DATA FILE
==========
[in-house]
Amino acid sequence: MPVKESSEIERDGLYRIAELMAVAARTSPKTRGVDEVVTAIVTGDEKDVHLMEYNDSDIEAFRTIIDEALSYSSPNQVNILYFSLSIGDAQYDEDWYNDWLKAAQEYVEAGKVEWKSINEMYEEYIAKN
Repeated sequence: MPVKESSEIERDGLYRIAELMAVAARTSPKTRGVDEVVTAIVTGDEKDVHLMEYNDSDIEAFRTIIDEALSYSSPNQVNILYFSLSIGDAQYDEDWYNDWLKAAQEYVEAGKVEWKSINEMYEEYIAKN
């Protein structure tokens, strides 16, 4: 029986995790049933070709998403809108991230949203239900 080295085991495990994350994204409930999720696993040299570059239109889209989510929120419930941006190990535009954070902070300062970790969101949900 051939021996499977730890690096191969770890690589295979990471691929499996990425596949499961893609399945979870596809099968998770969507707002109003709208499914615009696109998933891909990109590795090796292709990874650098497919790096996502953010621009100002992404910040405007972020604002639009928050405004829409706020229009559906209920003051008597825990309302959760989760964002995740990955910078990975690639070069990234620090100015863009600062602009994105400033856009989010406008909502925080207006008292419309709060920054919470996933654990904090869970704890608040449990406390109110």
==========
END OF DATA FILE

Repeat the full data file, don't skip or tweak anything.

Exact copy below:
[in-house]
Amino acid sequence: MPVKESSEIERDGLYRIAELMAVAARTSPKTRGVDEVVTAIVTGDEKDVHLMEYNDSDIEAFRTIIDEALSYSSPNQVNILYFSLSIGDAQYDEDWYNDWLKAAQEYVEAGKVEWKSINEMYEEYIAKN
Repeated sequence: MPVKESSEIERDGLYRIAELMAVAARTSPKTRGVDEVVTAIVTGDEKDVHLMEYNDSDIEAFRTIIDEALSYSSPNQVNILYFSLSIGDAQYDEDWYNDWLKAAQEYVEAGKVEWKSINEMYEEYIAKN
């Protein structure tokens, strides 16, 4: 029986995790049933070709998403809108991230949203239900 080295085991495990994350994204409930999720696993040299570059239109889209989510929120419930941006190990535009954070902070300062970790969101949900 051939021996499977730890690096191969770890690589295979990471691929499996990425596949499961893609399945979870596809099968998770969507707002109003709208499914615009696109998933891909990109590795090796292709990874650098497919790096996502953010621009100002992404910040405007972020604002639009928050405004829409706020229009559906209920003051008597825990309302959760989760964002995740990955910078990975690639070069990234620090100015863009600062602009994105400033856009989010406008909502925080207006008292419309709060920054919470996933654990904090869970704890608040449990406390109110």